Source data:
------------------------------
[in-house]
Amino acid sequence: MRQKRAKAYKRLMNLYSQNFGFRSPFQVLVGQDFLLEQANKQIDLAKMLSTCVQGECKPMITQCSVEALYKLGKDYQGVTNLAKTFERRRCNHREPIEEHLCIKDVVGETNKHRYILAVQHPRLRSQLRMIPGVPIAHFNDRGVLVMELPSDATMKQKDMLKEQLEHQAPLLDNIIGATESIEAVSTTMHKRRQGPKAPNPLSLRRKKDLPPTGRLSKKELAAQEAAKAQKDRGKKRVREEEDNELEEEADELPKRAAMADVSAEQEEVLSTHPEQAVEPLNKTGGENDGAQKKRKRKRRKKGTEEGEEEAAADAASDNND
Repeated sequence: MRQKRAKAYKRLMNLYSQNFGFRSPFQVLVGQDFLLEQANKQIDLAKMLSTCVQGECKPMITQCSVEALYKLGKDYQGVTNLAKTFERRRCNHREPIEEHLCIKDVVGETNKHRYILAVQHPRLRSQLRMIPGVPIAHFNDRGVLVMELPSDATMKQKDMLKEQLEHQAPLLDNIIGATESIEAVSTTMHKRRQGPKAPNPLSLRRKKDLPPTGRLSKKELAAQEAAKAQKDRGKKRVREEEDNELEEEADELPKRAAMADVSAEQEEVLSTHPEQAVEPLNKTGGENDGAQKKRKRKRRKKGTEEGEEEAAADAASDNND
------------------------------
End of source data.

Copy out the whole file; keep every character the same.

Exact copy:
[in-house]
Amino acid sequence: MRQKRAKAYKRLMNLYSQNFGFRSPFQVLVGQDFLLEQANKQIDLAKMLSTCVQGECKPMITQCSVEALYKLGKDYQGVTNLAKTFERRRCNHREPIEEHLCIKDVVGETNKHRYILAVQHPRLRSQLRMIPGVPIAHFNDRGVLVMELPSDATMKQKDMLKEQLEHQAPLLDNIIGATESIEAVSTTMHKRRQGPKAPNPLSLRRKKDLPPTGRLSKKELAAQEAAKAQKDRGKKRVREEEDNELEEEADELPKRAAMADVSAEQEEVLSTHPEQAVEPLNKTGGENDGAQKKRKRKRRKKGTEEGEEEAAADAASDNND
Repeated sequence: MRQKRAKAYKRLMNLYSQNFGFRSPFQVLVGQDFLLEQANKQIDLAKMLSTCVQGECKPMITQCSVEALYKLGKDYQGVTNLAKTFERRRCNHREPIEEHLCIKDVVGETNKHRYILAVQHPRLRSQLRMIPGVPIAHFNDRGVLVMELPSDATMKQKDMLKEQLEHQAPLLDNIIGATESIEAVSTTMHKRRQGPKAPNPLSLRRKKDLPPTGRLSKKELAAQEAAKAQKDRGKKRVREEEDNELEEEADELPKRAAMADVSAEQEEVLSTHPEQAVEPLNKTGGENDGAQKKRKRKRRKKGTEEGEEEAAADAASDNND